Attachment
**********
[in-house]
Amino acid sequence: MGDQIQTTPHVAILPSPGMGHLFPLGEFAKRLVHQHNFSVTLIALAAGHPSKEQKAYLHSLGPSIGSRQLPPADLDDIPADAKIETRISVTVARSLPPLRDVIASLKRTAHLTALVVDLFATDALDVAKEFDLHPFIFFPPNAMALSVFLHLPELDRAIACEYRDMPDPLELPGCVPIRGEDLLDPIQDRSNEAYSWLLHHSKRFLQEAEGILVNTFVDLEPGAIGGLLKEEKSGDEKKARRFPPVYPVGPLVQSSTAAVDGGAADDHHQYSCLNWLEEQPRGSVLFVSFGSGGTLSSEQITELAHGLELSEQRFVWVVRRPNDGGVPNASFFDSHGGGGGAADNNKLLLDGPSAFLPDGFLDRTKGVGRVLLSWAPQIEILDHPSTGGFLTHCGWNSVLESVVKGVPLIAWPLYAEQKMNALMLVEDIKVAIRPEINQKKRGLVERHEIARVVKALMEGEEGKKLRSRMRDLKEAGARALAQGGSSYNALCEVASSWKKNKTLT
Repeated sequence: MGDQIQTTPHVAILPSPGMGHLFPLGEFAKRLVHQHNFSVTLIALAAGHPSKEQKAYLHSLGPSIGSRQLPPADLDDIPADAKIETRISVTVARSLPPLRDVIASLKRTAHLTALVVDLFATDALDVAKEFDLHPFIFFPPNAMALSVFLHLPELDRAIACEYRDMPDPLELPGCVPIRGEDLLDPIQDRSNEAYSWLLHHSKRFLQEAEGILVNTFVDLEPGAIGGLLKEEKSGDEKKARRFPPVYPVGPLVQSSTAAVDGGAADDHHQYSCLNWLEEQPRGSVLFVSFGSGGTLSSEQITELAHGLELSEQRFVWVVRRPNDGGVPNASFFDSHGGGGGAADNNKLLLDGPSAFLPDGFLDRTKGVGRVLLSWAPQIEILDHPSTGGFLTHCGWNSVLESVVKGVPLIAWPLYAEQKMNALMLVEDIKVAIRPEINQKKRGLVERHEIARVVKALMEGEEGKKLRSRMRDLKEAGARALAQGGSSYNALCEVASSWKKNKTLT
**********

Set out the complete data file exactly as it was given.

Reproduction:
[in-house]
Amino acid sequence: MGDQIQTTPHVAILPSPGMGHLFPLGEFAKRLVHQHNFSVTLIALAAGHPSKEQKAYLHSLGPSIGSRQLPPADLDDIPADAKIETRISVTVARSLPPLRDVIASLKRTAHLTALVVDLFATDALDVAKEFDLHPFIFFPPNAMALSVFLHLPELDRAIACEYRDMPDPLELPGCVPIRGEDLLDPIQDRSNEAYSWLLHHSKRFLQEAEGILVNTFVDLEPGAIGGLLKEEKSGDEKKARRFPPVYPVGPLVQSSTAAVDGGAADDHHQYSCLNWLEEQPRGSVLFVSFGSGGTLSSEQITELAHGLELSEQRFVWVVRRPNDGGVPNASFFDSHGGGGGAADNNKLLLDGPSAFLPDGFLDRTKGVGRVLLSWAPQIEILDHPSTGGFLTHCGWNSVLESVVKGVPLIAWPLYAEQKMNALMLVEDIKVAIRPEINQKKRGLVERHEIARVVKALMEGEEGKKLRSRMRDLKEAGARALAQGGSSYNALCEVASSWKKNKTLT
Repeated sequence: MGDQIQTTPHVAILPSPGMGHLFPLGEFAKRLVHQHNFSVTLIALAAGHPSKEQKAYLHSLGPSIGSRQLPPADLDDIPADAKIETRISVTVARSLPPLRDVIASLKRTAHLTALVVDLFATDALDVAKEFDLHPFIFFPPNAMALSVFLHLPELDRAIACEYRDMPDPLELPGCVPIRGEDLLDPIQDRSNEAYSWLLHHSKRFLQEAEGILVNTFVDLEPGAIGGLLKEEKSGDEKKARRFPPVYPVGPLVQSSTAAVDGGAADDHHQYSCLNWLEEQPRGSVLFVSFGSGGTLSSEQITELAHGLELSEQRFVWVVRRPNDGGVPNASFFDSHGGGGGAADNNKLLLDGPSAFLPDGFLDRTKGVGRVLLSWAPQIEILDHPSTGGFLTHCGWNSVLESVVKGVPLIAWPLYAEQKMNALMLVEDIKVAIRPEINQKKRGLVERHEIARVVKALMEGEEGKKLRSRMRDLKEAGARALAQGGSSYNALCEVASSWKKNKTLT